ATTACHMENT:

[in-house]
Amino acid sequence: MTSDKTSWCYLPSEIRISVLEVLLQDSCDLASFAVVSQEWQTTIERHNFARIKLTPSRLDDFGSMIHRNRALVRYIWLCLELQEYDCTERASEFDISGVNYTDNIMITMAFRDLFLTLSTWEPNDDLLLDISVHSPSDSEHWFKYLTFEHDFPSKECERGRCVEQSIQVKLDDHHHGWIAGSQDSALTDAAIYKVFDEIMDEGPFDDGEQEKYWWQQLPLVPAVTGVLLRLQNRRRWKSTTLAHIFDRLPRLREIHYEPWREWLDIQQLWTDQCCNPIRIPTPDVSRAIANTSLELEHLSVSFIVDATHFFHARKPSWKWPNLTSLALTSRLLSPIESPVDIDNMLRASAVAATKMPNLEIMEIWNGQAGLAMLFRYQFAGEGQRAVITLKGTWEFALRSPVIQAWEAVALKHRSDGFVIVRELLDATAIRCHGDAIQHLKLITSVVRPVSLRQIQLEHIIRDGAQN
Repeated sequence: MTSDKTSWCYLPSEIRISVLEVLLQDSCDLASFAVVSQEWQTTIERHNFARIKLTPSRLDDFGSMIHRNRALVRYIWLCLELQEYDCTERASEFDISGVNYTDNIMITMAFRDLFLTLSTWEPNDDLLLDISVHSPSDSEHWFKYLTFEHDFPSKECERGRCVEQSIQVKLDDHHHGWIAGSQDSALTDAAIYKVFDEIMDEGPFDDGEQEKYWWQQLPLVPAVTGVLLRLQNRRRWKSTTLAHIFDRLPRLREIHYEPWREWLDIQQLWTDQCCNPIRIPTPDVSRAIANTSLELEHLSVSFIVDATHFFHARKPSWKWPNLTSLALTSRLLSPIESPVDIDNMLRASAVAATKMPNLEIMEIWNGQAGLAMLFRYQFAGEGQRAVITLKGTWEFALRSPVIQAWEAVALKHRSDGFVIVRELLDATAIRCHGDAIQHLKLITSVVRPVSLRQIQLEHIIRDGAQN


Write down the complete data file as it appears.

[in-house]
Amino acid sequence: MTSDKTSWCYLPSEIRISVLEVLLQDSCDLASFAVVSQEWQTTIERHNFARIKLTPSRLDDFGSMIHRNRALVRYIWLCLELQEYDCTERASEFDISGVNYTDNIMITMAFRDLFLTLSTWEPNDDLLLDISVHSPSDSEHWFKYLTFEHDFPSKECERGRCVEQSIQVKLDDHHHGWIAGSQDSALTDAAIYKVFDEIMDEGPFDDGEQEKYWWQQLPLVPAVTGVLLRLQNRRRWKSTTLAHIFDRLPRLREIHYEPWREWLDIQQLWTDQCCNPIRIPTPDVSRAIANTSLELEHLSVSFIVDATHFFHARKPSWKWPNLTSLALTSRLLSPIESPVDIDNMLRASAVAATKMPNLEIMEIWNGQAGLAMLFRYQFAGEGQRAVITLKGTWEFALRSPVIQAWEAVALKHRSDGFVIVRELLDATAIRCHGDAIQHLKLITSVVRPVSLRQIQLEHIIRDGAQN
Repeated sequence: MTSDKTSWCYLPSEIRISVLEVLLQDSCDLASFAVVSQEWQTTIERHNFARIKLTPSRLDDFGSMIHRNRALVRYIWLCLELQEYDCTERASEFDISGVNYTDNIMITMAFRDLFLTLSTWEPNDDLLLDISVHSPSDSEHWFKYLTFEHDFPSKECERGRCVEQSIQVKLDDHHHGWIAGSQDSALTDAAIYKVFDEIMDEGPFDDGEQEKYWWQQLPLVPAVTGVLLRLQNRRRWKSTTLAHIFDRLPRLREIHYEPWREWLDIQQLWTDQCCNPIRIPTPDVSRAIANTSLELEHLSVSFIVDATHFFHARKPSWKWPNLTSLALTSRLLSPIESPVDIDNMLRASAVAATKMPNLEIMEIWNGQAGLAMLFRYQFAGEGQRAVITLKGTWEFALRSPVIQAWEAVALKHRSDGFVIVRELLDATAIRCHGDAIQHLKLITSVVRPVSLRQIQLEHIIRDGAQN